Dietary Fats - The Good, The Bad, The Ugly

Dr. Amar Amale    30-07-2021 Consult

Did you know that the types of fats you eat are more important to your health than the total amount of fat in your diet? There was a time, not long ago, when all dietary fat was bad for our health. It was not truly bad, of course, but we talked ourselves into believing it was. Fats are constantly being demonized and given a bad picture. But now that fat and how our body's process it is much more complex. Our bodies need some fat for optimal functioning. But we need the right kinds of fat, and we need to practice moderation. Some fats are actually good for you, and others should be avoided at all costs. How do you know which is which?

(A) Fats - The Good: - Mono-unsaturated and polyunsaturated fats are "good fats". These types of fat melt at a lower temperature and therefore are much more likely to be oil at room temperature. 

Consuming these kinds of fats -
  1. Can lower bad (LDL) cholesterol level.
  2. Can lower risk of heart disease and stroke.
  3. Can provide essential fats (omega 6 and omega 3) that your body needs but canít produce itself.
  1. Plant based liquid oils such as canola, olive, peanut, safflower and sesame.
  2. Fatty fish such as tuna, herring, lake trout, mackerel, salmon and sardines.
  3. Avocados
  4. Nuts and seeds such as flaxseeds, sunflower seeds and walnuts.

(B) Fats - The Bad: - Saturated Fats: Saturated fats are a much worse fat choice compared to unsaturated fatty acids. Generally, they come from animal sources and tend to be solid at room temperature. 

Consuming large amount of these kind of fats -
  1. Can raise bad cholesterol levels.
  2. Can lower good cholesterol levels.
  3. Can increase risk of heart diseases, stroke, and cancer.
  1. Most saturated fats come from animal sources including meat and dairy such as beef, chicken and pork fat.
  2. Cheese such as whole milk cheese
  3. Butter
  4. Tropical oils such as coconut, palm and kernel oils.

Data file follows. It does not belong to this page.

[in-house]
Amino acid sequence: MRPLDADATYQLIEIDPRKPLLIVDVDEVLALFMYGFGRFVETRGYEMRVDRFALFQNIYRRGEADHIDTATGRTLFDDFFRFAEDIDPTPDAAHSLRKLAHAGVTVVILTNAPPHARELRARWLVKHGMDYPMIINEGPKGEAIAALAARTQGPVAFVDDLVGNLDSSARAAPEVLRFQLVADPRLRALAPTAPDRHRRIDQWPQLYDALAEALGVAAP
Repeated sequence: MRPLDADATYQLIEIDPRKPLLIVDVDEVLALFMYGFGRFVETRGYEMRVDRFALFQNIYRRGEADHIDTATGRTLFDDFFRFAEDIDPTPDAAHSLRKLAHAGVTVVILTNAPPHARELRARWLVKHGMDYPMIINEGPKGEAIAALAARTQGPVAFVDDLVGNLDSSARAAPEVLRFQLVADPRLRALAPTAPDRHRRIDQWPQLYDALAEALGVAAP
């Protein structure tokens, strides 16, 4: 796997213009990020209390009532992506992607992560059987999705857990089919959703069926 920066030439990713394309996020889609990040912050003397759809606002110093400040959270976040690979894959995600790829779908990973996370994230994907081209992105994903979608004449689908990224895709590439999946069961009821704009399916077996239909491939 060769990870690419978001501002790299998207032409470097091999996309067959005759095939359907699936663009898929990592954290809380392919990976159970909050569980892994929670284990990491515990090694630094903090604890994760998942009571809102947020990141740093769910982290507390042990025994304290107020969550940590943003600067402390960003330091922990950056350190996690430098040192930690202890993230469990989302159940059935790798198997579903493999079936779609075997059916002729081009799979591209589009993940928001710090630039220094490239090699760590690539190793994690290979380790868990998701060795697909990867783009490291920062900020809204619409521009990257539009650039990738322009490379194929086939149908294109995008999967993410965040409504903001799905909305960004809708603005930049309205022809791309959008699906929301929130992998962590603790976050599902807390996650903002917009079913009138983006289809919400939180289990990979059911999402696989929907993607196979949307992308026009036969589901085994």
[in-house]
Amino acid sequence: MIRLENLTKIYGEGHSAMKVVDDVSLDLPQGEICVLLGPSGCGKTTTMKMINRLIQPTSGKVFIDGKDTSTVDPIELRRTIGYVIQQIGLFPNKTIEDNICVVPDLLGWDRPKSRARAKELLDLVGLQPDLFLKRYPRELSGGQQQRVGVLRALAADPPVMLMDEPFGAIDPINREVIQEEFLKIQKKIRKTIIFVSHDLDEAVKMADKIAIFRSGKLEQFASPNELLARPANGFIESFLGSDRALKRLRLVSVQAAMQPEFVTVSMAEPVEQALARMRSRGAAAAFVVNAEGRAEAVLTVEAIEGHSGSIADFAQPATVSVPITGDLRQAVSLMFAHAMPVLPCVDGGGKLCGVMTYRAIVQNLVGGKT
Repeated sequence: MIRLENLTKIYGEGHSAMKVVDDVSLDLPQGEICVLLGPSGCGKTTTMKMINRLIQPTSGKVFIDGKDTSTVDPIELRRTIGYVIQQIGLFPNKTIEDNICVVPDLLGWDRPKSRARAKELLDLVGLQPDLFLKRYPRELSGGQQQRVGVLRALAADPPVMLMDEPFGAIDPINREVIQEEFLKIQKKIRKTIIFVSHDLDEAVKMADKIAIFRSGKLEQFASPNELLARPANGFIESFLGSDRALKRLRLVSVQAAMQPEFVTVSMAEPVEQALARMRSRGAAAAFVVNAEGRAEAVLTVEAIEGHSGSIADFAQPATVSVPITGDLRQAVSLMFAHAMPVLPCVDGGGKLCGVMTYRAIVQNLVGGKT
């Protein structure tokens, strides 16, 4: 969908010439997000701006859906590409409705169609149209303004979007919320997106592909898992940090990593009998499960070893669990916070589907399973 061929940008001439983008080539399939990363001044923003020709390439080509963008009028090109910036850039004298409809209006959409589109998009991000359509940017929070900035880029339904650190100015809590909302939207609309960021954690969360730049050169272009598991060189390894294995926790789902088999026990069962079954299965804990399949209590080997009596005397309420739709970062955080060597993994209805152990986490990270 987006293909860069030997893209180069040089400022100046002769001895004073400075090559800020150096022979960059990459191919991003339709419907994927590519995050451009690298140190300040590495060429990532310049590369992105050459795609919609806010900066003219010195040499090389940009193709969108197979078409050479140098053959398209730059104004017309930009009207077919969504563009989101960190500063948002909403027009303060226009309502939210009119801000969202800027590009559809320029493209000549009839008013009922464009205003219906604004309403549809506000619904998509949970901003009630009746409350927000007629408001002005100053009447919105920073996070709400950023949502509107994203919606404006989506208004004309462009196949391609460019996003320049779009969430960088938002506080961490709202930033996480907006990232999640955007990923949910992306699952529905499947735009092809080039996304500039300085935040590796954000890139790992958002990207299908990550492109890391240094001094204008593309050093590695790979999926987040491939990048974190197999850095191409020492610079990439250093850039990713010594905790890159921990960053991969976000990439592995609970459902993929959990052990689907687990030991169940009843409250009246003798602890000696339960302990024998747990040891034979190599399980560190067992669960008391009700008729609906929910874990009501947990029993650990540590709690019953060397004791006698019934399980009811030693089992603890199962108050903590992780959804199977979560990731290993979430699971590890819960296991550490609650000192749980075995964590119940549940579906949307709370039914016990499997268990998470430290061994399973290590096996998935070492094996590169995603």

(C) Fats - The Ugly: - Trans-fatty acids, or hydrogenated fats, are man-made and are probably more adverse to your health than even saturated animal fats. Trans-fats are put into high fat foods that are required to have a long shelf life, such as snack foods found in convenience stores. 

Consuming these kind of fats -
  1. Can raise bad cholesterol levels.
  2. Can lower good (HDL) cholesterol levels.
  3. Can increase risk of heart diseases and stroke.
  4. Can increase risk of type 2 diabetes.
  1. Processed foods made with partially hydrogenated oils.
  2. Fried foods like chips, French fries etc.
  3. Some baked goods.
  4. Stick of margarine.

Eat a healthy dietary pattern that includes good fat, limits saturated fats and keep Trans fats as low as possible. Moderation is the key with dietary fat intake. And, in addition to practicing moderation, getting the right types of fat into your diet is vital for your long-term cardiovascular health. Also be aware that even with a diet low in fat most people, especially those over the age of 50, should still have regular physicals, including blood tests. Most of these people don't realize that despite consistent endurance training and a well-balanced diet, health parameters such as blood pressure, cholesterol and blood lipids have a distinct genetic factor and should be checked regularly.